26. The perennial debate will be between religious and secular education. We are still having to contend with a throw back to the doctrinaire approach. In this part of the world, we have had Islamic private education for more than 100 years from prestigious institutions to dilapidated huts where religious fervour often makes up for the lack of facilities. When Islamic religious schools are being exploited for political agendas, they may provide a breeding ground for the birth of militant and extremist behaviour. Education programmes – secular or religious, public or private – should be focused on quality. In this era of information and communications technology, curricula must be formulated to fulfil the demands of the times. Religious education must not deprive its learners of relevant knowledge. Oftentimes, doctrinaire religious schools fail to furnish their pupils with pertinent and applicable knowledge resulting in school-leavers finding themselves extraneous in the marketplace. Frustrated, they blame the world for not appreciating their qualities. Unfulfilled, they become easy recruits into extremism. No one needs to be denied their religious instruction which can be accommodated separately for Muslim students in the secular system. Just as religious schools must accommodate contemporary knowledge.

27. The Muslim world must allocate greater priority and resources to its educational needs as the major drivers of economic growth in this era of knowledge, technology and innovation. It is people who steer knowledge-based economies. The transformation of commodity-based economies into knowledge-based economies requires the commitment of governments and all other stakeholders to place relevant education and up-to-date skills training at the apex of national development agendas.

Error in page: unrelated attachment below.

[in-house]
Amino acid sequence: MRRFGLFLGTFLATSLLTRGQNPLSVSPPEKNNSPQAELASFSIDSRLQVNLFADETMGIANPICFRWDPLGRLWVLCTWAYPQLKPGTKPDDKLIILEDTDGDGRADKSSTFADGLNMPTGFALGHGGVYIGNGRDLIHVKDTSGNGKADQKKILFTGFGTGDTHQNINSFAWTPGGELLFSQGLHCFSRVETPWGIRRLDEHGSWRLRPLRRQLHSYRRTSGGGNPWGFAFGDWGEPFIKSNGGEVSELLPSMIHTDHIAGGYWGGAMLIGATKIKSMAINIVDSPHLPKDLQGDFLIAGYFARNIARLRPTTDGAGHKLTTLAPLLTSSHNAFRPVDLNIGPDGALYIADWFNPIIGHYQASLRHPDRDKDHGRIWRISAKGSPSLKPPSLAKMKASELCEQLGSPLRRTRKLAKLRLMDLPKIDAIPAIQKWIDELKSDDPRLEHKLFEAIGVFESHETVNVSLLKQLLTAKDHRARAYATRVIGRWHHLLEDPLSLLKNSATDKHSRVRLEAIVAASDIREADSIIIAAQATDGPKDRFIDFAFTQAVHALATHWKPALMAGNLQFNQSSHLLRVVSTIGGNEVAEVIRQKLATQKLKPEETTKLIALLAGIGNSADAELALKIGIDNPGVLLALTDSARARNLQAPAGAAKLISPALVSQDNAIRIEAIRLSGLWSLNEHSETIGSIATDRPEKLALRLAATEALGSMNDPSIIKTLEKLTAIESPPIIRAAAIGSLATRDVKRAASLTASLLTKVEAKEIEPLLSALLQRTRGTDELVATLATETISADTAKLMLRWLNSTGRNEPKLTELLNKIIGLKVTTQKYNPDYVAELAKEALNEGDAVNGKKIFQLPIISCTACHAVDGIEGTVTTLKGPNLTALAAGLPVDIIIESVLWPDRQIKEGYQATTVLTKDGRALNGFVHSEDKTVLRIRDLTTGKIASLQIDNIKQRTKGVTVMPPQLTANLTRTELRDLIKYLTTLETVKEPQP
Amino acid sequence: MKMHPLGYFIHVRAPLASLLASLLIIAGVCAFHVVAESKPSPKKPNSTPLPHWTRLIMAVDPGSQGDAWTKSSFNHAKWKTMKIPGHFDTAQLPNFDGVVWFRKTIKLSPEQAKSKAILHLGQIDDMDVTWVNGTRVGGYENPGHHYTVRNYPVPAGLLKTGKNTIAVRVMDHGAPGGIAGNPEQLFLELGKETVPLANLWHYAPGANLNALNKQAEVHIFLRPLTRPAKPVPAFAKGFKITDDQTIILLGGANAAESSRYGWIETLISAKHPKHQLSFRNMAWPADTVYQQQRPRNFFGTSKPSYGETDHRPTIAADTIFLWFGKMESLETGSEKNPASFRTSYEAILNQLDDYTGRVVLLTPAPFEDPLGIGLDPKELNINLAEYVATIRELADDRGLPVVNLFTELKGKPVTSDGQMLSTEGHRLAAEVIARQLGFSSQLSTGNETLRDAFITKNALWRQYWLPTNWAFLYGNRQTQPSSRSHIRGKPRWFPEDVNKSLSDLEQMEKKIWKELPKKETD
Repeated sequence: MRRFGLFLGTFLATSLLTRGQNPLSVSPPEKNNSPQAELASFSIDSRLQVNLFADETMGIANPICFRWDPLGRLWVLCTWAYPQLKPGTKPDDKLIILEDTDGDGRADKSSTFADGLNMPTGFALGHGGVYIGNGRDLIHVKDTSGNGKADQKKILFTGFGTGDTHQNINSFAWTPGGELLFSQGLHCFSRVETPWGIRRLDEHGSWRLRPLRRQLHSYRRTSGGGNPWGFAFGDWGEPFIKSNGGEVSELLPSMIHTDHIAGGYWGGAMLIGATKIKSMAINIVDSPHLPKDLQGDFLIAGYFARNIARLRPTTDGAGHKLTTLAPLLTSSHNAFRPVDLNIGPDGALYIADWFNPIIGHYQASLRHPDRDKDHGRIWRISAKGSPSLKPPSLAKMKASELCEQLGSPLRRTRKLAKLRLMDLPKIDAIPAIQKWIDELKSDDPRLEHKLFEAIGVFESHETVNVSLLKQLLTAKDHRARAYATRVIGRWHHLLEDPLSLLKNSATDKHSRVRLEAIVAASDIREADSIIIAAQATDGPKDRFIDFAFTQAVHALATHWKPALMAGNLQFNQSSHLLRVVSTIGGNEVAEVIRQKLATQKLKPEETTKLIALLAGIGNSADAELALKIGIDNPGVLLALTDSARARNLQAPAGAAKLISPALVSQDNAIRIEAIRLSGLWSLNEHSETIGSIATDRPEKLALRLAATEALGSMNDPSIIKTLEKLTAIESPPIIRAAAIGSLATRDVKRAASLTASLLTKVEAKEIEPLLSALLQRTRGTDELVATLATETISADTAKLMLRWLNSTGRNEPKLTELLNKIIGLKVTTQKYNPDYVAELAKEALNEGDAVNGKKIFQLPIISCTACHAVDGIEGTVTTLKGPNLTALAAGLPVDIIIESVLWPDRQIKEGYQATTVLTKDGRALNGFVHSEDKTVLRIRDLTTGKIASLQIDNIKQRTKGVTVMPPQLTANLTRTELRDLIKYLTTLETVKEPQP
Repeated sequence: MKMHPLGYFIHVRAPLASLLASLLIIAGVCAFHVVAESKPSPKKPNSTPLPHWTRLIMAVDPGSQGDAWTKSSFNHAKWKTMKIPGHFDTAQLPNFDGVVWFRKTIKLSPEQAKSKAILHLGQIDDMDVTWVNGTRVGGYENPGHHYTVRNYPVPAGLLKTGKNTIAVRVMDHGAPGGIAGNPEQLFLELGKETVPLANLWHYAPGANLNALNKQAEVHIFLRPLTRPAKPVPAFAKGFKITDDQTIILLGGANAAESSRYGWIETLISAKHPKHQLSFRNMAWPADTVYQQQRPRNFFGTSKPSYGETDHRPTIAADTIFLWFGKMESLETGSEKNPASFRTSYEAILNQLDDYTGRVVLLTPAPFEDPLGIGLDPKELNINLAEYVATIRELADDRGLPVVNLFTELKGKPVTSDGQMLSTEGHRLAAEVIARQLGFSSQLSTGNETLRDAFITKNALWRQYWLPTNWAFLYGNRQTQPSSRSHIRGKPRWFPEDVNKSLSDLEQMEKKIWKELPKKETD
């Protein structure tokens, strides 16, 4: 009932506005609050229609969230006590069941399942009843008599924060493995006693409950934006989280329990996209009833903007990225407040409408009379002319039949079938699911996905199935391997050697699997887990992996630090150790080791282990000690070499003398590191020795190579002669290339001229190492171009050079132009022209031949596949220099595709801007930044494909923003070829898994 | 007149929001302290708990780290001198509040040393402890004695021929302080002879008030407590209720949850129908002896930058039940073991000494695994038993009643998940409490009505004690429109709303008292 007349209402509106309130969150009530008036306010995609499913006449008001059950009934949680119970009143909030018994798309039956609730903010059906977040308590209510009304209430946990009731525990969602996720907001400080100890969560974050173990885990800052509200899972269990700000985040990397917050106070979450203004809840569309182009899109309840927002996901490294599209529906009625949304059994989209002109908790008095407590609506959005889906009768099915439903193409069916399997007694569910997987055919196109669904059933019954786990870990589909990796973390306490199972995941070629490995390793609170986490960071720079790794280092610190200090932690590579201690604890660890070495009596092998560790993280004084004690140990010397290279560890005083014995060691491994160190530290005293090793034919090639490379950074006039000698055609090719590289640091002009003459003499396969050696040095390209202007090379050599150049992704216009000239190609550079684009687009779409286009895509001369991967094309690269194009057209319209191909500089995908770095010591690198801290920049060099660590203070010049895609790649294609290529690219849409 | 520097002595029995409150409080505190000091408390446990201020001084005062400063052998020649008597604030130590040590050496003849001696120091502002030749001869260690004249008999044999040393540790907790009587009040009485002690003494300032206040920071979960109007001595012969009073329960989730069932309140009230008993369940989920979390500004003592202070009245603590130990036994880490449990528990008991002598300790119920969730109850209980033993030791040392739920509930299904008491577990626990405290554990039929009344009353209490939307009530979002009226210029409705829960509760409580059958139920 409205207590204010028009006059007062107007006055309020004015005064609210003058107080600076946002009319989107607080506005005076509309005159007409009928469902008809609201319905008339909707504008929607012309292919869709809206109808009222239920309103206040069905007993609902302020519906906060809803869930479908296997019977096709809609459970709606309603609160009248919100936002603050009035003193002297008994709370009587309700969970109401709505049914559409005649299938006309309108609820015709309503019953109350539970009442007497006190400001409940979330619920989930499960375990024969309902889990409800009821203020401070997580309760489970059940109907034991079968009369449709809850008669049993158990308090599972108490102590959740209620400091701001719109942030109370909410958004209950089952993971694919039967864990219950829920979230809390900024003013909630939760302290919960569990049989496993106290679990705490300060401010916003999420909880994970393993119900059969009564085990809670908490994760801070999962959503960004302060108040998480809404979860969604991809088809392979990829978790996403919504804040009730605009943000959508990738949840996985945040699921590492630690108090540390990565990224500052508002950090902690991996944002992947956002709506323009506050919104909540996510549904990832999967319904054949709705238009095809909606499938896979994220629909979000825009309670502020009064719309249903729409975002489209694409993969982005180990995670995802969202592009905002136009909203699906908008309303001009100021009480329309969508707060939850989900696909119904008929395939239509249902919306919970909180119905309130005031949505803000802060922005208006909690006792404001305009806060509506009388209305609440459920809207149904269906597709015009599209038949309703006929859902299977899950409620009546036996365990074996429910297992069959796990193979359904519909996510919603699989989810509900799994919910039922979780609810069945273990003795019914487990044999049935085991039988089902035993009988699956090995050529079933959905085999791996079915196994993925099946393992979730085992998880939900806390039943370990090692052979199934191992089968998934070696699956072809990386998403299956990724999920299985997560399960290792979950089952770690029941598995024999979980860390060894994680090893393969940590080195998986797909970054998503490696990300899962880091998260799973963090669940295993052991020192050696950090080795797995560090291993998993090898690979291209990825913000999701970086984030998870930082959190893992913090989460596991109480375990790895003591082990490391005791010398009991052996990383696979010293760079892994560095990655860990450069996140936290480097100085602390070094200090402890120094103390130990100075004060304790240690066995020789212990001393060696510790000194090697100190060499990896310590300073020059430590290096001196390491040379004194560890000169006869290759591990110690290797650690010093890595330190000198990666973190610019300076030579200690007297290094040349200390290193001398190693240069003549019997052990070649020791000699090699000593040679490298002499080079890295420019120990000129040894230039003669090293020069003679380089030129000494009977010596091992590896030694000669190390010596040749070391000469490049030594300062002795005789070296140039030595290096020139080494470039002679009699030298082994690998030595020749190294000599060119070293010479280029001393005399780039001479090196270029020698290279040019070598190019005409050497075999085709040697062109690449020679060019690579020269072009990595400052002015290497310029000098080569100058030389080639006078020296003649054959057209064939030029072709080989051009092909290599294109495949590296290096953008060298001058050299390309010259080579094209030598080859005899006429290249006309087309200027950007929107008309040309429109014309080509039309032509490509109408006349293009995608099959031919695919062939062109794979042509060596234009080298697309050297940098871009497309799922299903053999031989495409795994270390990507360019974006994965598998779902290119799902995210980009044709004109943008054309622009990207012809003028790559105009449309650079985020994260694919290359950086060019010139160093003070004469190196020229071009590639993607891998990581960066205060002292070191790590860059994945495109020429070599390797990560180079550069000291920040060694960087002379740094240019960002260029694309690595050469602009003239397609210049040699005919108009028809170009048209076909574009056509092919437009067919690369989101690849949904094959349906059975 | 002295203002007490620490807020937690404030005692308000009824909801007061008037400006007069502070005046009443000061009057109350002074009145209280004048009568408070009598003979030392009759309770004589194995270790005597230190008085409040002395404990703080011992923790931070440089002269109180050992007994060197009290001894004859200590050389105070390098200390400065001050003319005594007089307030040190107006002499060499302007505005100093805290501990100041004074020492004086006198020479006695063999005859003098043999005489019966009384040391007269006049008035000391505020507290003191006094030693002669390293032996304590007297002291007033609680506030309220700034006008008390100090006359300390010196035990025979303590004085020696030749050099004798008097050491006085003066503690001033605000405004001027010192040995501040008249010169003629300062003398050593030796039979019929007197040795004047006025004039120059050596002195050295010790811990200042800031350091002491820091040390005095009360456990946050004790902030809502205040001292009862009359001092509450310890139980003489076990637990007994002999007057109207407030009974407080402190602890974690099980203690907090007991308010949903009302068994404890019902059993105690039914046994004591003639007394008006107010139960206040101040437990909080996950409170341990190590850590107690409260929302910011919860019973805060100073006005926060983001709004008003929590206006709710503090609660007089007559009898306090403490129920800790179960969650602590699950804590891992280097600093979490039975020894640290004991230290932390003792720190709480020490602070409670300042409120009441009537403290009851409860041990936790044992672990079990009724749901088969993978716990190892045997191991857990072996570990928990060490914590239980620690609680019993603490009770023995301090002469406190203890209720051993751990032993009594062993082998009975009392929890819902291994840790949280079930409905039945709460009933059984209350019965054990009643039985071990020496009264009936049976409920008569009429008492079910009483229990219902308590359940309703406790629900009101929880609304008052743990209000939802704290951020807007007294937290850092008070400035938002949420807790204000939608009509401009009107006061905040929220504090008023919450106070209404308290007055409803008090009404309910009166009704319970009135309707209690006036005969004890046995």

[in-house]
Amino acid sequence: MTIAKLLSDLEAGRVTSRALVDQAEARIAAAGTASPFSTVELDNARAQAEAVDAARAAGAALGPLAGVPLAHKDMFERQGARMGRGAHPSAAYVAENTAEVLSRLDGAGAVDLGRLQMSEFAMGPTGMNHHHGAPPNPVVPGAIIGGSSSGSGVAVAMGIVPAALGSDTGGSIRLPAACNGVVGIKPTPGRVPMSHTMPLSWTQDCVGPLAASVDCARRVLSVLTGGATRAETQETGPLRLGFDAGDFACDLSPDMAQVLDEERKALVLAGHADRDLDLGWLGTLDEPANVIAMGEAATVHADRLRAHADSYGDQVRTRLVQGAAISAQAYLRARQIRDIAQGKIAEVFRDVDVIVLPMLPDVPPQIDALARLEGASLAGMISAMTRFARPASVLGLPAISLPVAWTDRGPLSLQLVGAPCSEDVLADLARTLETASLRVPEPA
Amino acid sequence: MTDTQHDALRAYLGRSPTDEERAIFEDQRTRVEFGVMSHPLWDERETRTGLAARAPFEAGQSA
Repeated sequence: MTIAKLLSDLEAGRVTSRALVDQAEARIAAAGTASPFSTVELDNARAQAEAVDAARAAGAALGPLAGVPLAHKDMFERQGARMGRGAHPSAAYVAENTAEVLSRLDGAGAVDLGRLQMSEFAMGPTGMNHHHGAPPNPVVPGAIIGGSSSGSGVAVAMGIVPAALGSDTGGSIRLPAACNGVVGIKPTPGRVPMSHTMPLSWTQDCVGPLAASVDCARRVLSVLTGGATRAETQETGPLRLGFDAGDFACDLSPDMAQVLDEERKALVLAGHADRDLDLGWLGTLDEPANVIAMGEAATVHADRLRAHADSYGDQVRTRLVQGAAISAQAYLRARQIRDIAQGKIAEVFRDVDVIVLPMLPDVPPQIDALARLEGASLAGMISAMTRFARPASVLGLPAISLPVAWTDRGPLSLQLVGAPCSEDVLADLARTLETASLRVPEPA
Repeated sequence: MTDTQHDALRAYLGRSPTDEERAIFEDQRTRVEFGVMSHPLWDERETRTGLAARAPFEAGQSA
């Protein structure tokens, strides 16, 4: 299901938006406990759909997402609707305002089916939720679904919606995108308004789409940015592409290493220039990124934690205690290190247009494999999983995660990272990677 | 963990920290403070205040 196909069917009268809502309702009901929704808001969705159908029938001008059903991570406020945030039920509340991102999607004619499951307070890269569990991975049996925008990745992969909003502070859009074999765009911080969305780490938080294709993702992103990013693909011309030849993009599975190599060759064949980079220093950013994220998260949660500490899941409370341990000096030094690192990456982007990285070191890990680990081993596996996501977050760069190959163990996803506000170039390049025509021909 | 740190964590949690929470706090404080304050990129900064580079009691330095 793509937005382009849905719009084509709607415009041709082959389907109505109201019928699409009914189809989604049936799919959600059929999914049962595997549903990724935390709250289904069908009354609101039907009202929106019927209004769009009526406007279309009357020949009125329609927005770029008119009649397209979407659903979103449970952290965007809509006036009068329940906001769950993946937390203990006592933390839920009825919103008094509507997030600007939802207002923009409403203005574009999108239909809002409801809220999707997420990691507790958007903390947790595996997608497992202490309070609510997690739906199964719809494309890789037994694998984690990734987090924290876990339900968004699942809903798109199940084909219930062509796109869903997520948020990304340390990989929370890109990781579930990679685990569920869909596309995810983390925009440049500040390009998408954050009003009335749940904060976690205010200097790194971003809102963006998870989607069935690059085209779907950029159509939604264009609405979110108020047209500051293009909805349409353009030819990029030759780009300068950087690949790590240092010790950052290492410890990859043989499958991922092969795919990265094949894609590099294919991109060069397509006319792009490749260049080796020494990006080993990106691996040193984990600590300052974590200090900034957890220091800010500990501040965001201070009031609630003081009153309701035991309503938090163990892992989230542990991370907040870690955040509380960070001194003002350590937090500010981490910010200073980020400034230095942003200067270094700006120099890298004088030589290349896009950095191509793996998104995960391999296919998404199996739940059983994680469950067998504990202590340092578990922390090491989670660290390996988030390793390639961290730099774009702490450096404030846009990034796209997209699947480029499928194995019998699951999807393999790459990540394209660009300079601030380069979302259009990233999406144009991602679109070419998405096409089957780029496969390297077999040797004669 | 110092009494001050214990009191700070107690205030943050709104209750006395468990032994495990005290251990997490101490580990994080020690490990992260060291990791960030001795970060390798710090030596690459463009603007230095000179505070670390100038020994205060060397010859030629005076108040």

28. In the category of well being we should place gender equality. The stereotyped view that Islam universally oppresses women can be dispelled. It is categorically in contradiction of the Quran. The Quran places great emphasis on human dignity and freedom, therefore it is inconceivable to believe that Islam would advocate and tolerate discrimination based on ethnicity, colour and gender. From ancient times, Islam has affirmed the equality and rights of women which modern nations have only recently conceded out of social pressure. The Quran has also dedicated the Surah Al- Nisa (An-Nisa) specifically to women :- their roles and rights. Likewise, the Prophet Muhammad (PBUH) in his last sermon emphasised the equality of women when he counselled, “Treat your women well and be kind to them for they are your partners and committed helpers.” I would translate this to mean that men are not above women, neither are women above men. Rather we are equal in standing, working in partnership together using our different God-given talents and abilities to complement each other for the glory of Allah. Treating women as second class citizens only suppresses fifty percent of our human resources and stunts the development of our countries.

29. Furthermore, when speaking about the status of women in Islam, in the eyes of Allah, the Creator of mankind and the universe, neither gender, position, intelligence, strength or beauty matter – only taqwa[1].

30. Islam today needs to be demonstrated intellectually as well as ritually to regain the Muslim ground. We cannot by-pass the route the West followed in the basic sciences and technology. In our case it will take a quantum leap to catch up. Taking the example of Malaysia’s Hadhari or civilisational Islam, the national religion strives for a more contemporary orientation. We need to embrace modernity.

31. But we find some Muslim countries lagging behind in the emerging E world of internet usage and computer literacy. Our tech savvy young often put us to shame but there are not yet enough of them. We need to invest more on education but to invest wisely in terms of quality and relevance. Japan has 1,200 universities, 120 in or around Tokyo. Yet there are only 550 universities in 55 Muslim countries. [2]